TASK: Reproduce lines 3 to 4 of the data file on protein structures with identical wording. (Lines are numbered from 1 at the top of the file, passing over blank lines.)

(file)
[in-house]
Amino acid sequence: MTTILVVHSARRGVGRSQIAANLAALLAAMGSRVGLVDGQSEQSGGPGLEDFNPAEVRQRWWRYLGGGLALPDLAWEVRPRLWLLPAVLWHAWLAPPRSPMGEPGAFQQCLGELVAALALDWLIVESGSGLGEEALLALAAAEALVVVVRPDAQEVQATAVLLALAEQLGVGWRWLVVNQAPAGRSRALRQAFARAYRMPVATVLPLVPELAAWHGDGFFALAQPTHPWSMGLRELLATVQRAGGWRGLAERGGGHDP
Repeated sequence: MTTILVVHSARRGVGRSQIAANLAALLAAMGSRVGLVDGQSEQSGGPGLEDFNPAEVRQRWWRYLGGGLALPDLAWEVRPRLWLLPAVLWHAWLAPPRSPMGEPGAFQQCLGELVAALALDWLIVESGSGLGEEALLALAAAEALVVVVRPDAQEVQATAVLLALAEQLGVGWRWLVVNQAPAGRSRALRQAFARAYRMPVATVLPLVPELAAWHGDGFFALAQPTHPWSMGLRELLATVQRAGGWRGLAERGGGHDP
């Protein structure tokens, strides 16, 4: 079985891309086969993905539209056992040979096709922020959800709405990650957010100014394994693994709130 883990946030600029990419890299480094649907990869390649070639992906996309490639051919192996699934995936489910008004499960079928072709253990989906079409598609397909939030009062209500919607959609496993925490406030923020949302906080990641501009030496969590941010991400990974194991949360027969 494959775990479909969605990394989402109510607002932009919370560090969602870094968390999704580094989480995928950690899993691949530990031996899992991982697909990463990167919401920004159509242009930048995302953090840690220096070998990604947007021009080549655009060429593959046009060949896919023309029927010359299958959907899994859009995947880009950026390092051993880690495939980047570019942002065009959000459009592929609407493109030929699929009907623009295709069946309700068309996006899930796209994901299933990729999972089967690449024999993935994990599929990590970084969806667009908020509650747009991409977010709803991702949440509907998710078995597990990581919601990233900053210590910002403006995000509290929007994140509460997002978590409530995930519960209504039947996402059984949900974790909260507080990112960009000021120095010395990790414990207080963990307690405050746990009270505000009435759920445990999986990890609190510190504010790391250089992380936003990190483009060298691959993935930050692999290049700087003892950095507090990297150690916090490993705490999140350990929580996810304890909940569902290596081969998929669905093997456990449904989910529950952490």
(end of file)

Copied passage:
Repeated sequence: MTTILVVHSARRGVGRSQIAANLAALLAAMGSRVGLVDGQSEQSGGPGLEDFNPAEVRQRWWRYLGGGLALPDLAWEVRPRLWLLPAVLWHAWLAPPRSPMGEPGAFQQCLGELVAALALDWLIVESGSGLGEEALLALAAAEALVVVVRPDAQEVQATAVLLALAEQLGVGWRWLVVNQAPAGRSRALRQAFARAYRMPVATVLPLVPELAAWHGDGFFALAQPTHPWSMGLRELLATVQRAGGWRGLAERGGGHDP
């Protein structure tokens, strides 16, 4: 079985891309086969993905539209056992040979096709922020959800709405990650957010100014394994693994709130 883990946030600029990419890299480094649907990869390649070639992906996309490639051919192996699934995936489910008004499960079928072709253990989906079409598609397909939030009062209500919607959609496993925490406030923020949302906080990641501009030496969590941010991400990974194991949360027969 494959775990479909969605990394989402109510607002932009919370560090969602870094968390999704580094989480995928950690899993691949530990031996899992991982697909990463990167919401920004159509242009930048995302953090840690220096070998990604947007021009080549655009060429593959046009060949896919023309029927010359299958959907899994859009995947880009950026390092051993880690495939980047570019942002065009959000459009592929609407493109030929699929009907623009295709069946309700068309996006899930796209994901299933990729999972089967690449024999993935994990599929990590970084969806667009908020509650747009991409977010709803991702949440509907998710078995597990990581919601990233900053210590910002403006995000509290929007994140509460997002978590409530995930519960209504039947996402059984949900974790909260507080990112960009000021120095010395990790414990207080963990307690405050746990009270505000009435759920445990999986990890609190510190504010790391250089992380936003990190483009060298691959993935930050692999290049700087003892950095507090990297150690916090490993705490999140350990929580996810304890909940569902290596081969998929669905093997456990449904989910529950952490």